In a Kaplan-Meier analysis, a shorter PFS was somewhat associated with a weak expression of Piwil 2 in the cytoplasm (42.4 months, 95% CI: 28.9–55.8 months) or a negative nuclear staining of Piwil 2 (34 months, 95 CI: 25.4–42.6 months) compared with other BCa patients, but these associations were not significant. However, in the univariate and multivariate Cox regression analyses, a significant association for both staining patterns with an approximate 2-fold increased risk of tumor progression was observed. A weak cytoplasmic Piwil 2 staining was associated with a 2.2-fold (univariate, 95% CI: 1.0–4.6, P = 0.040) or a 2.4-fold (multivariate, 95% CI: 1.1–5.2; P = 0.027) increased risk of tumor progression (Table 4). A negative nuclear Piwil 2 staining was comparably associated with a 2.1-fold (univariate, 95% CI: 1.1–3.9; P = 0.024) and a 2.2-fold (multivariate, 95% CI: 1.1–4.3; P = 0.022) increased risk of tumor progression (Table 4). When combining cytoplasmic and nuclear staining patterns, patients with a weak cytoplasmic and negative nuclear Piwil 2 staining showed disease progression after an average of 20.2 months (12.6–27.8 months), whereas patients with a strong cytoplasmic and nuclear staining experienced tumor progression on average after 68.9 months (52.2–85.7 months), but this difference was not significant (P = 0.067; Figure 2B). However, in a univariate Cox regression analysis, a significant 3.4-fold increased risk of tumor progression was observed in the group with a weak cytoplasmic and negative nuclear staining compared with the group with strong staining in both compartments (P = 0.025).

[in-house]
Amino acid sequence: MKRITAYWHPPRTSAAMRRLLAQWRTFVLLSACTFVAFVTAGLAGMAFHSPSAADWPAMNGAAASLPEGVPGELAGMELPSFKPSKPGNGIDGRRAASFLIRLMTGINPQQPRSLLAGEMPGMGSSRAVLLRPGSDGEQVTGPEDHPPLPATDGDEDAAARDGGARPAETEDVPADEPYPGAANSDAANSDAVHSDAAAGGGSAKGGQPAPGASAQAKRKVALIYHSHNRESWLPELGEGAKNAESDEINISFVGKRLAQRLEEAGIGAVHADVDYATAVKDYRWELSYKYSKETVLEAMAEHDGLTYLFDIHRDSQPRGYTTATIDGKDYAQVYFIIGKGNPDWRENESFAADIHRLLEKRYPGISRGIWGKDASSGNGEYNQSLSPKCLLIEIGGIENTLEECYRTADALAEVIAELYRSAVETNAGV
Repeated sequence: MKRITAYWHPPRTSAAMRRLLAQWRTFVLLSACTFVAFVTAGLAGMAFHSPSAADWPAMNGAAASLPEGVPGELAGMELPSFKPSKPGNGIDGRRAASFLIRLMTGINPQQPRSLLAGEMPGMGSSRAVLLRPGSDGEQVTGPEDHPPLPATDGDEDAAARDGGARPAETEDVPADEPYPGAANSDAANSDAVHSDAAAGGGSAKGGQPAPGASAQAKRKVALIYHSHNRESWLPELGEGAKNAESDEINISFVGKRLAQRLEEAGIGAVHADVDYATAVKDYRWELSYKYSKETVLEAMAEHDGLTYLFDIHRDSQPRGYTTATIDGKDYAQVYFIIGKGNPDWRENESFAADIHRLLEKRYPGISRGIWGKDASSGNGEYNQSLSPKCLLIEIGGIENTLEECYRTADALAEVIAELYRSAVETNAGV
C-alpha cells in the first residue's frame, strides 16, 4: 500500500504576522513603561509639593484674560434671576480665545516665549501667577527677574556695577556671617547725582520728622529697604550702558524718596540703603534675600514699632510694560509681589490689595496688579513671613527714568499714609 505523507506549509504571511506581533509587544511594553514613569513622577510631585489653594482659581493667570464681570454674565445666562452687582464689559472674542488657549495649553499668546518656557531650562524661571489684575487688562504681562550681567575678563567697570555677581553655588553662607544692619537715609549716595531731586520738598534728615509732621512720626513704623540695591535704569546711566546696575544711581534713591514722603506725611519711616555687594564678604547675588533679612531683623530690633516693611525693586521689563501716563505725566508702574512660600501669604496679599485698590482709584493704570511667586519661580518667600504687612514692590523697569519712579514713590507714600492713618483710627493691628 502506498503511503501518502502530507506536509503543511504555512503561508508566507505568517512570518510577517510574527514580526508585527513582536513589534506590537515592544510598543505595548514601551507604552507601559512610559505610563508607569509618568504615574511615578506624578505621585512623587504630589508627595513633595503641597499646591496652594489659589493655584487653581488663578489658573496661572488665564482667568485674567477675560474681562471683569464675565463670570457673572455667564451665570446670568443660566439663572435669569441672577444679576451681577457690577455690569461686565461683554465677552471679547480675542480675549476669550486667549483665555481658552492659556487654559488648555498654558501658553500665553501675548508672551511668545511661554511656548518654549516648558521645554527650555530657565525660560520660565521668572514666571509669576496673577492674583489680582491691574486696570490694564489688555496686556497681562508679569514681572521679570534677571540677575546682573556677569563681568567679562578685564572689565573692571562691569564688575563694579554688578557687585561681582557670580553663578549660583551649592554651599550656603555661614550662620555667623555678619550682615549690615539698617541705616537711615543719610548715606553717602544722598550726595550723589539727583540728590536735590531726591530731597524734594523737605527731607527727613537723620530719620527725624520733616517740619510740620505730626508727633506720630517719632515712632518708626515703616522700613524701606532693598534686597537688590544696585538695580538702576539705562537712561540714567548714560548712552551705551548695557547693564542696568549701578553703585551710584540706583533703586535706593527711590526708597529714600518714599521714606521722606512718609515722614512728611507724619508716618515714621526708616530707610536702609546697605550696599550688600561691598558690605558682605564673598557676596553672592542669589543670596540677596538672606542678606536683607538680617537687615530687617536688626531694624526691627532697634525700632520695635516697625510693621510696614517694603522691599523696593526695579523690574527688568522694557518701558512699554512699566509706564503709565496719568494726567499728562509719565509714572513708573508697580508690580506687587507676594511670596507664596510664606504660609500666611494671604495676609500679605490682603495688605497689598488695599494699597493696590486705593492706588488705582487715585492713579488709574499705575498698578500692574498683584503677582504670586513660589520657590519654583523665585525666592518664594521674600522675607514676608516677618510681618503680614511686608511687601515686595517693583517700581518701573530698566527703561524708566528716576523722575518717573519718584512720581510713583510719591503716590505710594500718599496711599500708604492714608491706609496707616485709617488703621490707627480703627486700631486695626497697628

Table 4

Association between cytoplasmic, nuclear and the combination of cytoplasmic/nuclear expression of Piwil 2 and PFS in BCa patients.

 

Group

Nb

Univariate Kaplan-Meier, months (95% CI)

P

Univariate Cox regression, RR (95% CI)

P

Multivariate Cox regression,a RR (95% CI)

P

All tumors

 

201

      

Cytoplasmic

IRS 0

37

70.1 (54.5–85.7)

 

Reference

 

Reference

 
 

IRS 1–2

53

42.4 (28.9–55.8)

0.190

2.2 (1.0–4.6)

0.040

2.4 (1.1–5.2)

0.027

 

IRS 3–4

54

58.4 (45.9–70.9)

 

1.4 (0.7–3.1)

0.366

1.3 (0.6–2.9)